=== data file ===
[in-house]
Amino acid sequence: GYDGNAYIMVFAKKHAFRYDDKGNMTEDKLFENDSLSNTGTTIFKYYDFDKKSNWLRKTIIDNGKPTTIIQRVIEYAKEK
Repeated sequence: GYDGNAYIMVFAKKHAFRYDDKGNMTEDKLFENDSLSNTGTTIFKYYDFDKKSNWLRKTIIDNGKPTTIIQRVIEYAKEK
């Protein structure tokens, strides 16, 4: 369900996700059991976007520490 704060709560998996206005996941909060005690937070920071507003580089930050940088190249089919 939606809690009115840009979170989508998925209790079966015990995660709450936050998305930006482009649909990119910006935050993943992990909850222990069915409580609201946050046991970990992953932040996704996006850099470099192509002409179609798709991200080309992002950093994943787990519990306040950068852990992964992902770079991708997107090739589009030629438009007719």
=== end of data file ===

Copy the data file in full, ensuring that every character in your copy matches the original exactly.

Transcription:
[in-house]
Amino acid sequence: GYDGNAYIMVFAKKHAFRYDDKGNMTEDKLFENDSLSNTGTTIFKYYDFDKKSNWLRKTIIDNGKPTTIIQRVIEYAKEK
Repeated sequence: GYDGNAYIMVFAKKHAFRYDDKGNMTEDKLFENDSLSNTGTTIFKYYDFDKKSNWLRKTIIDNGKPTTIIQRVIEYAKEK
């Protein structure tokens, strides 16, 4: 369900996700059991976007520490 704060709560998996206005996941909060005690937070920071507003580089930050940088190249089919 939606809690009115840009979170989508998925209790079966015990995660709450936050998305930006482009649909990119910006935050993943992990909850222990069915409580609201946050046991970990992953932040996704996006850099470099192509002409179609798709991200080309992002950093994943787990519990306040950068852990992964992902770079991708997107090739589009030629438009007719």